Motorcycles have a long history of appearing on album covers. The Crystals, the Beach Boys, Meat Loaf, the Mummies, David Allen Coe—it didn’t matter if you were radio-friendly pop or outlaw country aimed at Confederate flag-waving bikers, it’s long been known that if you want to spice up a record, the quickest way is to throw a motorcycle on the front.

So, it was no surprise that in 1984, Prince was astride a motorcycle on his latest album cover. What was surprising? He was aboard the least exciting motorcycle available on the market at that time.

What a beastly machine. Photo: Some record company? A movie studio?

Prince released Purple Rain that year, to accompany his film of the same name. On the cover, the pride of Minneapolis was striking a swaggering pose, pompadour carefully flipped to one side. He was behind the bars of what appeared to be a dresser, the kind of motorcycle a freewheelin’ dude like Prince might own. A sultry babe looked on approvingly. Smoke (was it purple haze, to go with the purple rain?) wafted around the bike. Had Prince just performed a testosterone-laden burnout? Was there any hope for the rest of us, when macho men like this were on the prowl, rolling around town on Dangerous Motorcycles and scoring chicks?

In-the-know motorcyclists weren’t the least bit worried. They knew that for all of Prince’s posturing, he was actually riding a Honda CM400A. He might have been a wizard at guitar and the flyest dancer in Minnesota. He might have been the only guy who could steal your girlfriend while wearing her shoes. But, Prince was posing on an underpowered motorcycle that didn’t even have a proper five-speed gearbox.

See, the CM400A was a beginner bike that was introduced when it was decided that another beginner bike was too big and heavy—or so the story goes.

No Windjammer here! This lighter windshield would be far more preferable, unless you wanted to pretend you were riding a dresser. Photo: Cycle Trader

At some point in the pre-history of the Air-Cooled Age, Honda came to the same conclusion that manufacturers are making again these days: Some people don’t ride motorcycles because they can’t figure out the gearboxes. The first attempted solution was the CB750A Hondamatic. It wasn’t a true twist-and-go machine, but there were only two gears to shift between, and no clutch. That was as easy as Honda could make it.

The 750 Hondamatic didn’t exactly lend itself to high-speed hoonery, and it was a heavy beast, with a curb weight around 560 lb. The answer? Honda decided to try again, adapting the two-speed design to the smaller, more manageable CB400. In 1978, Big Red rolled out the CB400A Hondamatic model.

This made much more sense. The CB400A was a much more manageable machine, as it was based on the CB400T. This was a sporty parallel twin-powered standard; the Japanese OEMs were really into this design at the time, as it was a way to make reasonable power while still keeping weight and price down (we’re seeing a return to the parallel twin today, for the same reason). Honda had been building small four-stroke parallel twins for a while, and had the formula pretty much figured out.

Super-clean. Maybe it’s been repainted? Photo: Cycle Trader

The rest of the bike had that semi-custom style that started in the late ’70s; there were Comstar wheels (pretty hot stuff, a set of spokeless rims on a 400-class machine. These were formerly the territory of muscle bikes!). Honda gave it a paint job that, even today, looks pretty good. There was a slathering of chrome trim, and most of these bikes ended up with some pieces of trim as well: a sissy bar, or engine crash bars, or in the case of Prince’s bike, a Windjammer fairing. Yikes. That was a lot of weight for the front end of that little bike.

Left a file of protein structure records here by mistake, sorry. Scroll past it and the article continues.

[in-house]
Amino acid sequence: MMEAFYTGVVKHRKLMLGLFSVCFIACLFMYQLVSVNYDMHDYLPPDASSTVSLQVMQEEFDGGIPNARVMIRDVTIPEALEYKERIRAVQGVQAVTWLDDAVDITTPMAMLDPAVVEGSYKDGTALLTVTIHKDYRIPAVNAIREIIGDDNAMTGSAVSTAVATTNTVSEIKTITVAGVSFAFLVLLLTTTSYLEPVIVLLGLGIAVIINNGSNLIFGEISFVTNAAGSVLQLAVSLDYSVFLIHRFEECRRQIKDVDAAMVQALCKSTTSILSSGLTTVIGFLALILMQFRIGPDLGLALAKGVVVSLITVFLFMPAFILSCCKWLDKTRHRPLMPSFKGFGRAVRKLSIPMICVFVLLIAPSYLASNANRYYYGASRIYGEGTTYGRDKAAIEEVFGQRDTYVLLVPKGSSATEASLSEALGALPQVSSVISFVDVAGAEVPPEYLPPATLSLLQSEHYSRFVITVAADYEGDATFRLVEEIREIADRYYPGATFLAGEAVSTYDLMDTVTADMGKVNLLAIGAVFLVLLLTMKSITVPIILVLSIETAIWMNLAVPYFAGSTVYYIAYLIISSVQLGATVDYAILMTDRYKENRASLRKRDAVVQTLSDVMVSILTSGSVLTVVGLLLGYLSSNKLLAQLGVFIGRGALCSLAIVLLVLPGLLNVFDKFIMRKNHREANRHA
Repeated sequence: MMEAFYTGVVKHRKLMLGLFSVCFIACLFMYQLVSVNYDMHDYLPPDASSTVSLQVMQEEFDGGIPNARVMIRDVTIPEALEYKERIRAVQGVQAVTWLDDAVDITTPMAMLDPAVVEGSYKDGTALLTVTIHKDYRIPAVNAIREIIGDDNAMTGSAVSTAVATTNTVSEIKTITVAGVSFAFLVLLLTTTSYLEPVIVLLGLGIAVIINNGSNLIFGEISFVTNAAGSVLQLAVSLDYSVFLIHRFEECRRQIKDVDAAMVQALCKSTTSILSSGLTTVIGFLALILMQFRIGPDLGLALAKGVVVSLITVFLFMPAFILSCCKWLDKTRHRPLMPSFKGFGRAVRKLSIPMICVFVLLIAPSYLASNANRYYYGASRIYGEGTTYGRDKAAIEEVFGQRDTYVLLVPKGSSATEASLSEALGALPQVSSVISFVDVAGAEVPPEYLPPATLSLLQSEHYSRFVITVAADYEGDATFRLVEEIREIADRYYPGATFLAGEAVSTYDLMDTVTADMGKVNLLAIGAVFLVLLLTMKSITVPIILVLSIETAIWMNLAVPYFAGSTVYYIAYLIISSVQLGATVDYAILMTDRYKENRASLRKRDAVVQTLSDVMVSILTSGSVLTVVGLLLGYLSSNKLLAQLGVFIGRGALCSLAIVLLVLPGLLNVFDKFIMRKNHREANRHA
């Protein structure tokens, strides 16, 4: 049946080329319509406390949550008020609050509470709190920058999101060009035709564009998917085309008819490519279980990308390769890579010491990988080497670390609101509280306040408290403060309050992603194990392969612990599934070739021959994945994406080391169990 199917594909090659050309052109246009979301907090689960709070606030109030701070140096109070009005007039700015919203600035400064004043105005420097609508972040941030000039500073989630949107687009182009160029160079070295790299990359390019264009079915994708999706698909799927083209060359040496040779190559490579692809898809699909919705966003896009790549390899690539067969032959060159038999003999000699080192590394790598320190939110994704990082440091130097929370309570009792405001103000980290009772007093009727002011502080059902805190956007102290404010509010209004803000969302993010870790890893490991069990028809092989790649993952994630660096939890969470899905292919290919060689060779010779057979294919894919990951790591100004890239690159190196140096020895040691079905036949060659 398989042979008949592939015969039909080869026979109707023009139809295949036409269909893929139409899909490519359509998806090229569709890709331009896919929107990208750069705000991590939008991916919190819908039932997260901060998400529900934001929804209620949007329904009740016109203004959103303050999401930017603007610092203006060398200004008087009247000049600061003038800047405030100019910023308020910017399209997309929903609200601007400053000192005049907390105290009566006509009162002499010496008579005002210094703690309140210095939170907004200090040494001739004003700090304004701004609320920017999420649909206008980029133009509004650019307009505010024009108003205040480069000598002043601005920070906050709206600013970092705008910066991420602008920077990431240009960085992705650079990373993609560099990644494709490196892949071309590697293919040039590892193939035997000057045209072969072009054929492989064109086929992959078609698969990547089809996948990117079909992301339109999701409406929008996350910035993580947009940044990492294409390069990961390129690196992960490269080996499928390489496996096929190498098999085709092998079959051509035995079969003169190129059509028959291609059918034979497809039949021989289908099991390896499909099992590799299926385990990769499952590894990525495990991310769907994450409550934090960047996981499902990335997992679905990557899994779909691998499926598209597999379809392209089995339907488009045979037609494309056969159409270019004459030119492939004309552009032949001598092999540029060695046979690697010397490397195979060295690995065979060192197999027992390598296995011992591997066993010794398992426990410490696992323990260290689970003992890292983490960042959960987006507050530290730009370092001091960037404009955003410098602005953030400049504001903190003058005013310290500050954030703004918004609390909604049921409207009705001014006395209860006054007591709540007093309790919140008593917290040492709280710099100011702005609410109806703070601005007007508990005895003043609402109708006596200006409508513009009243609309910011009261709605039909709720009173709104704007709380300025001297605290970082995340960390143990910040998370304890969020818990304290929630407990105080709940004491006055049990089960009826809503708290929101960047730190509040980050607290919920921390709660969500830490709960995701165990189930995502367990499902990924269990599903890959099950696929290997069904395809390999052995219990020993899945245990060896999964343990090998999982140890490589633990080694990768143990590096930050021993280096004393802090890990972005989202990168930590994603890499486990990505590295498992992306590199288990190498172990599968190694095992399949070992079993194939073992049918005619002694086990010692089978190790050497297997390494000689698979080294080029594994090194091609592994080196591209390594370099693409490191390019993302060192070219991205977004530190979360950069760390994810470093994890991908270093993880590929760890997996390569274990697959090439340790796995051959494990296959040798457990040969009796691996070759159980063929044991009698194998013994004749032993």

The bike looked good, but really, it had more show than go. It was rated for 26ish horsepower and 21 lb-ft of torque. This really didn’t have enough power to scare anyone but the greenest, most awkward newbie. However, it was also much lighter than the CB750A Hondamatic. Honda rated the 400 at 390 lb curb weight, which sounds a bit optimistic. Whatever the true number was, it was certainly less than the porky 750 version.

The good thing aboutthe CM400A was, it might have been a bit wimpy when compared to other, bigger-engined bikes, but it was still far more zippy than any other twist-and-go of the era, except for maybe the fastest two-stroke scooters. And who’d want to be seen on a scooter?  Prince wouldn’t ride a scooter, would he?

The classic UJM chrome luggage rack, that totally screws up the bike’s balance point. Photo: Cycle Trader

The 400A disappeared off the market around 1981, but you can still find survivors from its three-year production run. These bikes weren’t well-suited for ripping and tearing around, and that probably helped their odds of survival. But it’s very rare to find one in the condition of this 1980 model, for sale in Texas. Just look at that thing. It’s almost forty years old, and still looks considerably better than most GenXers.

The ad doesn’t give any reason for the bike’s pristine appearance, but it does have a phone number. If you’re interested in owning the finest twist-and-go available in 1981, give ’em a call. You may not be able to play guitar or dance like Prince, but you can own the same motorcycle he had. His machine is long-gone (it sold in a high-profile auction after his death), but this one looks better anyway, without the Windjammer.

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